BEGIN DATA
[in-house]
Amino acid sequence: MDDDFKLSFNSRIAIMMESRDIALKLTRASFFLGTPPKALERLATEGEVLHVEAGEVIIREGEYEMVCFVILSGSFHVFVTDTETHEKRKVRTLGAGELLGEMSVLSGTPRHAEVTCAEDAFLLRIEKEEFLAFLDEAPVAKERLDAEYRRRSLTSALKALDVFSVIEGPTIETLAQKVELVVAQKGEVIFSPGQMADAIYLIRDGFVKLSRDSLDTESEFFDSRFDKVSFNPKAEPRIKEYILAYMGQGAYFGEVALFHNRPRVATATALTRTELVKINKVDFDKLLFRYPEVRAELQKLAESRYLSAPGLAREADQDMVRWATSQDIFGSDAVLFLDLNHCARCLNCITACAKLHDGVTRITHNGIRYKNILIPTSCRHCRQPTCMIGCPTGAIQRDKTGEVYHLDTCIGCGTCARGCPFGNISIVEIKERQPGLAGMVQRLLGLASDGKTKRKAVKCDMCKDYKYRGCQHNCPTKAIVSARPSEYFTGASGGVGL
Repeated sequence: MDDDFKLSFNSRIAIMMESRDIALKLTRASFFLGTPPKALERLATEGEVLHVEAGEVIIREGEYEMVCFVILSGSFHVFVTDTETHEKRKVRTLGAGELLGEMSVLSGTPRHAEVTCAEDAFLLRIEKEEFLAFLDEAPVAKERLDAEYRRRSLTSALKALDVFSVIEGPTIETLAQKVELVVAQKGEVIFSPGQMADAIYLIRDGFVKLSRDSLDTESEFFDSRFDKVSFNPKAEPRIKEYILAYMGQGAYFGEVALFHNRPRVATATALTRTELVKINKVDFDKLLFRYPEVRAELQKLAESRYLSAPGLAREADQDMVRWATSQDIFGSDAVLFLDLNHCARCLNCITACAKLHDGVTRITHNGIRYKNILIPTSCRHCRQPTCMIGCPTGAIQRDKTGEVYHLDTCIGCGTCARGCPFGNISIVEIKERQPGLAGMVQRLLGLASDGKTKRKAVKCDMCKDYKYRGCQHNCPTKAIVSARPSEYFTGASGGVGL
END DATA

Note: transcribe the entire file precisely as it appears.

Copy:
[in-house]
Amino acid sequence: MDDDFKLSFNSRIAIMMESRDIALKLTRASFFLGTPPKALERLATEGEVLHVEAGEVIIREGEYEMVCFVILSGSFHVFVTDTETHEKRKVRTLGAGELLGEMSVLSGTPRHAEVTCAEDAFLLRIEKEEFLAFLDEAPVAKERLDAEYRRRSLTSALKALDVFSVIEGPTIETLAQKVELVVAQKGEVIFSPGQMADAIYLIRDGFVKLSRDSLDTESEFFDSRFDKVSFNPKAEPRIKEYILAYMGQGAYFGEVALFHNRPRVATATALTRTELVKINKVDFDKLLFRYPEVRAELQKLAESRYLSAPGLAREADQDMVRWATSQDIFGSDAVLFLDLNHCARCLNCITACAKLHDGVTRITHNGIRYKNILIPTSCRHCRQPTCMIGCPTGAIQRDKTGEVYHLDTCIGCGTCARGCPFGNISIVEIKERQPGLAGMVQRLLGLASDGKTKRKAVKCDMCKDYKYRGCQHNCPTKAIVSARPSEYFTGASGGVGL
Repeated sequence: MDDDFKLSFNSRIAIMMESRDIALKLTRASFFLGTPPKALERLATEGEVLHVEAGEVIIREGEYEMVCFVILSGSFHVFVTDTETHEKRKVRTLGAGELLGEMSVLSGTPRHAEVTCAEDAFLLRIEKEEFLAFLDEAPVAKERLDAEYRRRSLTSALKALDVFSVIEGPTIETLAQKVELVVAQKGEVIFSPGQMADAIYLIRDGFVKLSRDSLDTESEFFDSRFDKVSFNPKAEPRIKEYILAYMGQGAYFGEVALFHNRPRVATATALTRTELVKINKVDFDKLLFRYPEVRAELQKLAESRYLSAPGLAREADQDMVRWATSQDIFGSDAVLFLDLNHCARCLNCITACAKLHDGVTRITHNGIRYKNILIPTSCRHCRQPTCMIGCPTGAIQRDKTGEVYHLDTCIGCGTCARGCPFGNISIVEIKERQPGLAGMVQRLLGLASDGKTKRKAVKCDMCKDYKYRGCQHNCPTKAIVSARPSEYFTGASGGVGL